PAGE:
Media and Suicide: Sushant Singh Rajput and Kalikho Pul, Four Years and Two Worlds Apart

I do not recall TV anchors trending the hashtag ‘Justice for Kalikho Pul’ and screaming that the persons Pul had named in his note were “murderers’, or abettors of suicide.

Trigger warning: Discussions of suicide.

On World Suicide Prevention Day, which is today, September 10, you might consider looking away for a moment from the continuing media circus around the tragic death by suicide of film actor Sushant Singh Rajput and thinking, even if in passing, about Kalikho Pul.

It was only four years ago that the former chief minister of Arunachal Pradesh died by suicide and left a note implicating two sitting judges of the Supreme Court and a former president of India. One of the judges was chief justice of India at the time; the other went on to succeed the other as CJI.

A case crucial to Pul’s political career had come up before the Supreme Court and the note indicated that his inability to satisfy the demands for money made by persons supposedly acting on behalf of the judges had led him to take the extreme step. Sushant Singh Rajput did not leave any note blaming anybody for his death. Kalikho Pul did. He wrote 60 reasoned, methodical pages,titled ‘Mere Vichar’ or ‘My Thoughts’ and he named many names.

However, on August 9, 2016, three days after Pul’s body was discovered, the ANI news agency – widely recognised as the unofficial mouthpiece of the regime – put out a ‘flash’ tweet saying that “MHA sources confirm no suicide note found. Reason could be depression.”

Also Read: Ex-Arunachal CM’s Explosive Suicide Note that BJP is Refusing to Probe

Official sources officially neither confirmed nor denied the existence of the suicide note. Unofficially, through ANI, under the cover of anonymous ‘sources’, they denied it and put out ‘depression’ as the cause.

Nowadays, the TV anchors who have turned into studio psychiatrists overnight are taking great pains to debunk the possibility that Sushant Singh Rajput may have had depression. As if depression, which apparently cost Kalikho Pul his life, and which is an illness like any other, were something to be ashamed of.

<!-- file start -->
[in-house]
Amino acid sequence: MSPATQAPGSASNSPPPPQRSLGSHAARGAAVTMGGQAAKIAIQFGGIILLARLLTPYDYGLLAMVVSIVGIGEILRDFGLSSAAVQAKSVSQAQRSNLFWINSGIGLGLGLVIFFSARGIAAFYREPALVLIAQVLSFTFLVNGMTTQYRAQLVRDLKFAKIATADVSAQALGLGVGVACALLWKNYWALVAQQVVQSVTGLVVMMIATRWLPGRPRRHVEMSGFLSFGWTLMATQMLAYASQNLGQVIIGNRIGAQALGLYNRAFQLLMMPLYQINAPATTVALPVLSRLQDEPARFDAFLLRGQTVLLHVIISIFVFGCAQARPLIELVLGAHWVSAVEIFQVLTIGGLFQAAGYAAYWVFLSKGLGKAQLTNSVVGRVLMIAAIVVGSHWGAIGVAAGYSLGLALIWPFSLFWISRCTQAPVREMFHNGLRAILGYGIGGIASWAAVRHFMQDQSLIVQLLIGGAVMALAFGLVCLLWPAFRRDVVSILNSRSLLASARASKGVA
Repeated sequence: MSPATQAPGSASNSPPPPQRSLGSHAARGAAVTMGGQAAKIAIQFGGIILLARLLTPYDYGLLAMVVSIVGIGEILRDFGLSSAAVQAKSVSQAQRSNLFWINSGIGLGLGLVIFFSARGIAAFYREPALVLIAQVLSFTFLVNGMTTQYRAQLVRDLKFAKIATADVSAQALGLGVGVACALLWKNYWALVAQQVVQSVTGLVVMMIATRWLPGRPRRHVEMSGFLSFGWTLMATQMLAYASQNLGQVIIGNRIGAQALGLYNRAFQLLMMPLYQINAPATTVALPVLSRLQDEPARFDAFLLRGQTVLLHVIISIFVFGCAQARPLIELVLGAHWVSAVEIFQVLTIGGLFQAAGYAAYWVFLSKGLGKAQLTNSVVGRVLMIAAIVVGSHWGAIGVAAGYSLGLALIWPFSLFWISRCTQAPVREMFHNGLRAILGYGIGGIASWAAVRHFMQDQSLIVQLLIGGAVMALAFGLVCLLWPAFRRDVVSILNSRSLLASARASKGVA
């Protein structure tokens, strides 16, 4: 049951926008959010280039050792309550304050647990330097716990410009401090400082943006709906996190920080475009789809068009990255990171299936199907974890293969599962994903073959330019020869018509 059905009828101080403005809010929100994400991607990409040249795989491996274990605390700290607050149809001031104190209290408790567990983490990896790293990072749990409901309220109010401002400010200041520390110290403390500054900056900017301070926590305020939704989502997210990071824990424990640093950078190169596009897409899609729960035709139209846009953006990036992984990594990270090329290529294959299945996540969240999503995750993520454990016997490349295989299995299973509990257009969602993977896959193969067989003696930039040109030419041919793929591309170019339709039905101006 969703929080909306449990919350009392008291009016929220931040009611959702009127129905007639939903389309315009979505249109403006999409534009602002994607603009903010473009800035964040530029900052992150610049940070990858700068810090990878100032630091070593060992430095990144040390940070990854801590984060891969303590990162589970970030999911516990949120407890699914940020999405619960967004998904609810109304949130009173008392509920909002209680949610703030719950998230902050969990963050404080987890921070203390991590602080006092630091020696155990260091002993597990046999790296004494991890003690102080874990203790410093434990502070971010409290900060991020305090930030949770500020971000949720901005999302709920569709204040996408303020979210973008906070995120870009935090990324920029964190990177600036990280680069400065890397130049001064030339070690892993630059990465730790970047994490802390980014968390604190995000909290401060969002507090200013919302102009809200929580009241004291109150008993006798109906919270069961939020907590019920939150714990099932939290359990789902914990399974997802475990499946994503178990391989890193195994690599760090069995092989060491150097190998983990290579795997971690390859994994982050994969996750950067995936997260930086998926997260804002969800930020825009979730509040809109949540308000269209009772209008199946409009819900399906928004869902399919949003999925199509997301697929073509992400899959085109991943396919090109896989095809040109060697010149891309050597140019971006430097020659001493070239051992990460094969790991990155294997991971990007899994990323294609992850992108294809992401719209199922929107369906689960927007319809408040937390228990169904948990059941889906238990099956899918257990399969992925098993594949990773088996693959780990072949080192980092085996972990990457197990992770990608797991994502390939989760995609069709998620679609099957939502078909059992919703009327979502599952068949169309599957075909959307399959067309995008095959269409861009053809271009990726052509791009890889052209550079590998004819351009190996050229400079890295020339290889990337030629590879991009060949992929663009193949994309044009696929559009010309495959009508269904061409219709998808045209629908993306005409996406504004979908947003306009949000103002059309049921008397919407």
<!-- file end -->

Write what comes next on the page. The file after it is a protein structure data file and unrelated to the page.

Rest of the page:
How would Sushant Singh Rajput’s ‘reputation and standing’ be affected in any way if the fact that he may have had depression were to be considered? The TV pundits refuse to answer this question. Instead, they persist in walking the thin edge of risking stigmatising depression and those who suffer from it, in order to maintain their stance of being in denial. This, despite the fact that Sushant Singh Rajput blamed no one, leaving no indication that he wanted to communicate an ‘external cause’ for the extremity of his distress.

On the other hand, the existence of a detailed first-person testimony articulating what drove a seasoned politician like Kalikho Pul to suicide demanded at least an investigation firstly into its veracity, and secondly, into the possibility that factors beyond the presumption of depression alone may have been at play. The TV news cycle did not consider either of these lines of inquiry worthy of attention.

When The Wire obtained and published the full text of Pul’s note in February 2017, I do not recall TV anchors trending the hashtag ‘Justice for Kalikho Pul’ and screaming that the persons Pul had named in his note were “murderers’, or abettors of suicide.

I don’t even recall any attention being paid to Kalikho Pul’s widow’s efforts to seek legal redress. She demanded a CBI enquiry, but was not listened to by the Big Media or, of course, the BJP, which was so keen to bring the CBI in to the Sushant Singh Rajput case. Barring reports in a few places like The Wire and The Quint, the matter remained encased in a hushed silence. As if there had never been a man called Kalikho Pul. As if he had never risen from very humble beginnings to become chief minister of Arunachal Pradesh. As if he had never killed himself.

Was that because there was no young woman available who could be pilloried to satisfy the misogynist collective conscience of the Republic? Or was it because there was no urgent political mileage to be gained from squeezing the circumstances surrounding his death by suicide for all that it was worth? Whatever the case may be, I do not recall news crews waiting in stealth, in breathless anticipation, ready to pounce on pizza delivery men at the door of the residence of the chief justice of India.

The persistently rising figures for death by suicide involving people thrown to the margins of our society – farmers, workers, daily wagers, students, young women, soldiers – reveal the heartlessness of our republic. The name of Rohith Vemula still haunts us all.

The suicide of a politically significant figure like the former chief minister of a sensitive border state reveals the hollow centre of the political and judicial order that maintains our republic. The name of Kalikho Pul has been forgotten.

But neither of these realities are ‘sexy’ enough for the attention of our predatory television news networks. It’s very sad to know that the culture of Indian television is cold enough to take a call and make decisions based on the cosmetics of suicide and the fine art of making the necessary distinctions between TRP-raising suicides and TRP-lowering suicides.

There’s a word for this in English – it’s the fetish of ‘Necrophilia’.  The next time you see anchors like Arnab Goswami or Rahul Shivshankar or Navika Kumar or their clones, remember that word. It reveals who they are and what they do.

If you know someone – friend or family member – at risk of suicide, please reach out to them. The Suicide Prevention India Foundation maintains a list of telephone numbers (www.spif.in/seek-help/) they can call to speak in confidence. You could also refer or accompany them to the nearest hospital.

Shuddhabhrata Sengupta is with the Raqs Collective in New Delhi.